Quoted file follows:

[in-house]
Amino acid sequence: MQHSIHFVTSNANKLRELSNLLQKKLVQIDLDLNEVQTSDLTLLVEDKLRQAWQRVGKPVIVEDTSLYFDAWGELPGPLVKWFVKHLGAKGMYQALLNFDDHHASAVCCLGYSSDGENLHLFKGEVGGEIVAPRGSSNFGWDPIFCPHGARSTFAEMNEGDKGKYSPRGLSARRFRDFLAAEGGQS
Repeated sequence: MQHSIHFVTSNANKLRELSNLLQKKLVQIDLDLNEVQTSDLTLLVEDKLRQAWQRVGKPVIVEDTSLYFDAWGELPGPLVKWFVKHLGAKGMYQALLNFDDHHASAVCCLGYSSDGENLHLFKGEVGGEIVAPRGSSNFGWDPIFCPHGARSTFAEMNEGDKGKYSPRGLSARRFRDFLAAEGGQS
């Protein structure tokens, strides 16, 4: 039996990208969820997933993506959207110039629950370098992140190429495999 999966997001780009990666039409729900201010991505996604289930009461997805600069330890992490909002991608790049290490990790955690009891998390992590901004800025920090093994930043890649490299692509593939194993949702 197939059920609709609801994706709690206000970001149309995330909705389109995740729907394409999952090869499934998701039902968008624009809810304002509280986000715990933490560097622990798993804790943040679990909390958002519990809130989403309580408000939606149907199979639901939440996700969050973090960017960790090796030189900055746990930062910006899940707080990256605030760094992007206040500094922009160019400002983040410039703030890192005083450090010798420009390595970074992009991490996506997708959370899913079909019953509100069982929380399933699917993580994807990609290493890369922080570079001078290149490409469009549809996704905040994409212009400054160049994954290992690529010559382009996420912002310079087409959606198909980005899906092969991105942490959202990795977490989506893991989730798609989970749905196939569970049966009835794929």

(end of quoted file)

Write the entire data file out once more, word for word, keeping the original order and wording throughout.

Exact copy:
[in-house]
Amino acid sequence: MQHSIHFVTSNANKLRELSNLLQKKLVQIDLDLNEVQTSDLTLLVEDKLRQAWQRVGKPVIVEDTSLYFDAWGELPGPLVKWFVKHLGAKGMYQALLNFDDHHASAVCCLGYSSDGENLHLFKGEVGGEIVAPRGSSNFGWDPIFCPHGARSTFAEMNEGDKGKYSPRGLSARRFRDFLAAEGGQS
Repeated sequence: MQHSIHFVTSNANKLRELSNLLQKKLVQIDLDLNEVQTSDLTLLVEDKLRQAWQRVGKPVIVEDTSLYFDAWGELPGPLVKWFVKHLGAKGMYQALLNFDDHHASAVCCLGYSSDGENLHLFKGEVGGEIVAPRGSSNFGWDPIFCPHGARSTFAEMNEGDKGKYSPRGLSARRFRDFLAAEGGQS
């Protein structure tokens, strides 16, 4: 039996990208969820997933993506959207110039629950370098992140190429495999 999966997001780009990666039409729900201010991505996604289930009461997805600069330890992490909002991608790049290490990790955690009891998390992590901004800025920090093994930043890649490299692509593939194993949702 197939059920609709609801994706709690206000970001149309995330909705389109995740729907394409999952090869499934998701039902968008624009809810304002509280986000715990933490560097622990798993804790943040679990909390958002519990809130989403309580408000939606149907199979639901939440996700969050973090960017960790090796030189900055746990930062910006899940707080990256605030760094992007206040500094922009160019400002983040410039703030890192005083450090010798420009390595970074992009991490996506997708959370899913079909019953509100069982929380399933699917993580994807990609290493890369922080570079001078290149490409469009549809996704905040994409212009400054160049994954290992690529010559382009996420912002310079087409959606198909980005899906092969991105942490959202990795977490989506893991989730798609989970749905196939569970049966009835794929």